With the foreign currency condition in the domestic market seeing a gradual improvement, the Central Bank appears to have taken a further conciliatory approach for imports, as it has recommended relaxing another batch of 900 goods but without vehicles.
The Central Bank a fortnight ago said there wouldn’t be undue pressure on the balance of payment (BOP) by relaxing import control, as the authorities remain under pressure to deliver the revenue targets, under the International Monetary Fund (IMF) programme.
Central Bank Governor Dr. Nandalal Weerasinghe said the country has the wiggle room to take in a bit more imports than what it does at present around US $ 1.4 billion a month.
As the first review of the IMF Extended Fund Facility is scheduled for September, the government needs to show that it is taking steps required to narrow the gap between the revenue targets and what has actually been accomplished, in order to persuade the IMF to release the second tranche of the US $ 3 billion facility.
Imports have been a substantial driver of revenues for the state but could not realise their potential since March 2020, when the authorities were forced to suspend almost all non-essential imports, including vehicles, in order to preserve the foreign currency required to pay for the essential imports as well as for debt repayments.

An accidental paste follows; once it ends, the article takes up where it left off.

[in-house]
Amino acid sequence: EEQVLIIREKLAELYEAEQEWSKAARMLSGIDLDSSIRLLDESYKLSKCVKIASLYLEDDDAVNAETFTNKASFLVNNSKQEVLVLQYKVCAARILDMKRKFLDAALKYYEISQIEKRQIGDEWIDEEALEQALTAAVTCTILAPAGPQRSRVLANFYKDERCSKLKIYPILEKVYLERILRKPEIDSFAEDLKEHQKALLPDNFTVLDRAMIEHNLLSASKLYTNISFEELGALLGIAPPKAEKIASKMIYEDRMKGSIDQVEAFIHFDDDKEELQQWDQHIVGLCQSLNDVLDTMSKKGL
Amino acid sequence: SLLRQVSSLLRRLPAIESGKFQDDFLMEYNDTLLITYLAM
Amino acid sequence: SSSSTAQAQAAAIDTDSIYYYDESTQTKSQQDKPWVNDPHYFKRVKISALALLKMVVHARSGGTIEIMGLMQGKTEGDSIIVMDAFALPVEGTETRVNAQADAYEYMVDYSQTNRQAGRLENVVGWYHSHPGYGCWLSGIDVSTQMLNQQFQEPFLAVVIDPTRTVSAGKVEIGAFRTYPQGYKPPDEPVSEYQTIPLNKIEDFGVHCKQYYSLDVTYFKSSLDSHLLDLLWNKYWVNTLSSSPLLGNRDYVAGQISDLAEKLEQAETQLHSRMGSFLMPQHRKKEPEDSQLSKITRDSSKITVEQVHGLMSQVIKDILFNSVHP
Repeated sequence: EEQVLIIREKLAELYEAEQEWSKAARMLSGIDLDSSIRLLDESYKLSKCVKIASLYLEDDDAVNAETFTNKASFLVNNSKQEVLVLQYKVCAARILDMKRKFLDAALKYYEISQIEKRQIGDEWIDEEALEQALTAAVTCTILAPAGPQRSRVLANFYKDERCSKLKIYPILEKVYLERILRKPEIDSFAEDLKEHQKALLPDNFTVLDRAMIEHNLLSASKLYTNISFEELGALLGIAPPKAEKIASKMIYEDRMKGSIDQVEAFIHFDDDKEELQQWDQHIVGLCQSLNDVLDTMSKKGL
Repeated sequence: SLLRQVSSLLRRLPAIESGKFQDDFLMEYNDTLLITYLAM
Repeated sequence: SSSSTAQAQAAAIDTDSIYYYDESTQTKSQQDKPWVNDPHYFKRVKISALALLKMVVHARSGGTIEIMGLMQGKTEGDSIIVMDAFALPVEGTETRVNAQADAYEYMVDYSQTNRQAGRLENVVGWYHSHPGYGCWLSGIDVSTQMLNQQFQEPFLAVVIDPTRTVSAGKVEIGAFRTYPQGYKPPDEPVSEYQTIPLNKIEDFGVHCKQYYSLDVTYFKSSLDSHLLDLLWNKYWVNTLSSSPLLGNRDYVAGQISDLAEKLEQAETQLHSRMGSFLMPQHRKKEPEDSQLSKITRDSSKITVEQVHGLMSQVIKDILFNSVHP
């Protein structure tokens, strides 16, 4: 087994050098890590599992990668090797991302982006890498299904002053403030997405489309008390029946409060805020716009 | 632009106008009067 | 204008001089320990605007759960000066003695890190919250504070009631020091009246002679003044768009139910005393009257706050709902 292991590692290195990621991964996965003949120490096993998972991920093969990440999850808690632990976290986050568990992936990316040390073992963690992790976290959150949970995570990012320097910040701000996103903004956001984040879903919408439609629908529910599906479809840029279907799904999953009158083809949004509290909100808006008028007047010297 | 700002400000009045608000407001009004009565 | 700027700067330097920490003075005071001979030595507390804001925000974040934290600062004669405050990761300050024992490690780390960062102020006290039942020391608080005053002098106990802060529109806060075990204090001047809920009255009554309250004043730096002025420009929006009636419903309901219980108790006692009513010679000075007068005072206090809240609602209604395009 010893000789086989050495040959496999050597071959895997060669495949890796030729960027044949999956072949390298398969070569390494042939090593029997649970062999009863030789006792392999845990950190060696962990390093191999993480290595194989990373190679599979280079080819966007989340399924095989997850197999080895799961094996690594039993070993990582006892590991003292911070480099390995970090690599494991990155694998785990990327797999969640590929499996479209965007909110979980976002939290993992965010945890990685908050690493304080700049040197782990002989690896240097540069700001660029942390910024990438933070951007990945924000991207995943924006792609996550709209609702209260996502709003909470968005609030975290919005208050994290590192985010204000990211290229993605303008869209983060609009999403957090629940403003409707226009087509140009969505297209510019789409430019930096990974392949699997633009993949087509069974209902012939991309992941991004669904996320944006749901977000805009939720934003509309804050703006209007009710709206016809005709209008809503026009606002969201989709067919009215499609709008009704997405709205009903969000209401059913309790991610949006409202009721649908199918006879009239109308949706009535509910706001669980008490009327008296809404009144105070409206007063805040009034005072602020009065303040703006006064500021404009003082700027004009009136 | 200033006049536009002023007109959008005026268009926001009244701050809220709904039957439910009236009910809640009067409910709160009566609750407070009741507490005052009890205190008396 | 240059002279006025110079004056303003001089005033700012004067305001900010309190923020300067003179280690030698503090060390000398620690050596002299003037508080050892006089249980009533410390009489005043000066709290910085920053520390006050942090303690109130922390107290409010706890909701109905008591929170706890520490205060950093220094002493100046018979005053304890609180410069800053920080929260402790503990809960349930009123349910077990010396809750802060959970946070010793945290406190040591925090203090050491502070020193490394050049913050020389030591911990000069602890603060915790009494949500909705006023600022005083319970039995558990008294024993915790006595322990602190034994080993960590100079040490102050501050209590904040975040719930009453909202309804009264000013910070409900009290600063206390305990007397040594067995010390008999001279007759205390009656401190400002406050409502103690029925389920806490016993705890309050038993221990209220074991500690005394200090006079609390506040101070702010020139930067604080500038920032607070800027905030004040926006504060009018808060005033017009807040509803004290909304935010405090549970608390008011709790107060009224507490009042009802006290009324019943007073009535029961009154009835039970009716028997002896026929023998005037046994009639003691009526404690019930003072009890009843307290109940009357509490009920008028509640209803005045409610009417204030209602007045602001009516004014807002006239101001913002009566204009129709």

Such controls went further up through 2021 and 2022, when the foreign currency shortage gripped the economy, bringing it to a grinding halt by March, last year, when the country ran out of moneys even required to import its basic necessities such as oil and gas.
Yet, as the country’s external sector is seeing some space, due to the debt standstill, the demand destruction policies adopted and also the recovery in the inflows from tourism, remittances and other multilateral sources, the authorities are gradually lifting the controls on imports.
“That is why we have recommended the government to relax the import restrictions, so that it can collect some revenues as well,” said Dr. Weerasinghe.
To this end, the Central Bank has recommended relaxing controls on about 900 goods, leaving only about less than 300 goods under control and this consists of motor vehicles, Dr. Weerasinghe said.
However, what to be relaxed and how the authorities would go about it is a decision the Finance Ministry has to make, he added. It is likely that the remaining controls on imports would also be lifted by the fourth quarter of this year, with further improvement expected in the foreign currency conditions in the country, after the first review of the economic stabilisation programme by the IMF, in September.
source daily mirror